If you find yourself here, you’re probably in the midst of figuring out how to best share snorkeling with a kid who is near and dear to you.
What an awesome gift! Snorkeling will definitely make for some awesome shared lifetime memories and provide lots of cool underwater stuff to learn.
And, first up for getting that kid (or kids) on their way to joining you in the water: find them a kids snorkel set.
But, there are hundreds of options. Where to start? (This article is a good place to start, of course, but humor me for a moment.)
Ultimately, the best kids snorkel set is going to be one that is made for safety, comfort in the water, and found at a good value (and maybe even with a little fun thrown in).
We insist on safety for obvious reasons, comfort because without it our dreams of snorkeling with our kids would be short lived (you parents know), and value so that we can get excellent use out of the kids snorkel set now and still not be too upset when they eventually outgrow it in a few years (as kids do). Pretty simple overall.
But, what those things mean for different age groups (usually broken down roughly into ages 4-8, 9-12, and 13+) does vary.
Let’s look at what information you should have and which considerations you should make along the way, as well as the best kids snorkel set for each age group .
A kids snorkel set typically includes a snorkel mask for the nose and eyes, the snorkel itself for breathing with the mouth, and a pair of snorkel fins for the feet.
Some sets will come with a carrying bag of some sort, which is nice, but others may not. Ultimately, though, your focus should be on the quality of the snorkel gear itself.
It’s also possible to buy a mask and snorkel set without the fins, but those wouldn’t officially be considered “kids snorkel sets” in the same way as a complete one with fins. If you’re more interested in a mask and snorkel alone, or other pieces of kids snorkel gear, check out our rundown on all of the best individual pieces of kids snorkel gear.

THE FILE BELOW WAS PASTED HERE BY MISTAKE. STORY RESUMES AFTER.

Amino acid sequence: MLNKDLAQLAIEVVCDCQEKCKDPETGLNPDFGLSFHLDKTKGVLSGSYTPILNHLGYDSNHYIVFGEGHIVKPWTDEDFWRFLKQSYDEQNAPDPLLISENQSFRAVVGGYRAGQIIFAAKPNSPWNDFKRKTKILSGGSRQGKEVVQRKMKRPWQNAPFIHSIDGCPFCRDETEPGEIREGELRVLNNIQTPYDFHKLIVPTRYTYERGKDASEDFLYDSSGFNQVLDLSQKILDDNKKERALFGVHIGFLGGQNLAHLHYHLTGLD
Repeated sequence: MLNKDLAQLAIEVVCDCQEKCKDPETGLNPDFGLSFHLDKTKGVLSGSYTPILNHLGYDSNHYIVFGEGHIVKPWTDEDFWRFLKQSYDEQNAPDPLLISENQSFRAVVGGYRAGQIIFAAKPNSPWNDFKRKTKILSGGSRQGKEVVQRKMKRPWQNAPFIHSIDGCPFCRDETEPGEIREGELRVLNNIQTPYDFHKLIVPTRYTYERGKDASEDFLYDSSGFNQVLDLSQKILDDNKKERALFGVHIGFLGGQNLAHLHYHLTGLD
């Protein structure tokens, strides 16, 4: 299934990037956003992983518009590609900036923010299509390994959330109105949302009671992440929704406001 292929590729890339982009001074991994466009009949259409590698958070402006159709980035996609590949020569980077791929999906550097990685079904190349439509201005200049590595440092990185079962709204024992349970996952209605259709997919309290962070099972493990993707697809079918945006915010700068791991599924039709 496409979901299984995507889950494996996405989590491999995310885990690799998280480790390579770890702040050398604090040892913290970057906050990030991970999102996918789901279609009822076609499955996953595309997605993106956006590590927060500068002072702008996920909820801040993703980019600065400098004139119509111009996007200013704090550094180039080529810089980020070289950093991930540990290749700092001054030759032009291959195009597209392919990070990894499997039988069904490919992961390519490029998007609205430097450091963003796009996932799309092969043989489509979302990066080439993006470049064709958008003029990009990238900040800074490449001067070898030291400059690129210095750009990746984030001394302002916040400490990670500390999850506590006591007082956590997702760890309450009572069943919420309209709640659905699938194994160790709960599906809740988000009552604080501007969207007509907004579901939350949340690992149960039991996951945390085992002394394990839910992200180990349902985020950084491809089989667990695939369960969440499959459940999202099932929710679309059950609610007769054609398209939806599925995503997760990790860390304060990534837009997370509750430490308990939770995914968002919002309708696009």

1. How the Snorkel Gear Fits
The number one thing that you should be mindful of when looking for a kids snorkel set is that the gear it includes fits your child correctly.
It can be tempting to buy a snorkel set that’s “one size up” like we might do with shoes or clothes to give it a little bit of extra time before little Janie or Timmy outgrows it, but a proper fit for the size a child is now is fundamental for both snorkeling safety and enjoyment.
This is certainly important for the snorkel mask, which you want to make sure fits snugly and remains water-tight yet without any unnecessary pinching or squeezing. Both a leaky mask or an uncomfortable one are two things that can quickly degrade the snorkeling experience for a kid, so a harmonious fit is key. Fortunately, most kids snorkel sets and their manufacturers do a good job sizing gear to the right age groups, so no real need to stress.